This way, Google can secure profit from Chinese market while avoiding a confrontation of such level of furor that Yahoo had faced when the information it turned over to the Chinese government was used to sentence people to prison terms. By complying with the the Chinese government but also having such protection features, Google can enter Chinese market and maximize its profit while minimizing harmful effect by differentiating itself from other companies such as Yahoo and MSN.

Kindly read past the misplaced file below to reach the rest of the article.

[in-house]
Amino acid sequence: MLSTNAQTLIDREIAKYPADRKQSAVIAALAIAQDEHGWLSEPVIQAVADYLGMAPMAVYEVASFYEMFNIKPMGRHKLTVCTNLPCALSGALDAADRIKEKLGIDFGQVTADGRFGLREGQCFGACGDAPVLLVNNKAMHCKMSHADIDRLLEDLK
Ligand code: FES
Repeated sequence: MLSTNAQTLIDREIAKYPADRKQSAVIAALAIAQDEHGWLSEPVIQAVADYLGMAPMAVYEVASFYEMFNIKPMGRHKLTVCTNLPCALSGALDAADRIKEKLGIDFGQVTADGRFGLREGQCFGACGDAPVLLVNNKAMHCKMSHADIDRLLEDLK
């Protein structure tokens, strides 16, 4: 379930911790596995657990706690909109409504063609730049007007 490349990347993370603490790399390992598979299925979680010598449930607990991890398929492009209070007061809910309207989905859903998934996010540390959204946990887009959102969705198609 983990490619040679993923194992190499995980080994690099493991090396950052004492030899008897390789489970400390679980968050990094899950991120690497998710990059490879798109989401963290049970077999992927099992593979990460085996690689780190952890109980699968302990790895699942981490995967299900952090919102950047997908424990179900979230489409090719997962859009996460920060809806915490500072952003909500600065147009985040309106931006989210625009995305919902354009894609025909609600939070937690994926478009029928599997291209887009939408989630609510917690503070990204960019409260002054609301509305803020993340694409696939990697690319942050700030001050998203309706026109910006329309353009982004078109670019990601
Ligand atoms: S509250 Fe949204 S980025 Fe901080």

China, also, will be able achieve economic and technological advantages by working with Google while still controlling public opinion. By restricting Google by censorship, with minimal compromises on some services, China will be able to affirm its status as an independent actor in the global marketplace as well. Work Cited: James S. O’Rourke IV, Brynn Harris, Allison Ogilvy: Google in China: government censorship and corporate reputation Journal of Business Strategy Vol. 28 NO. 2 2007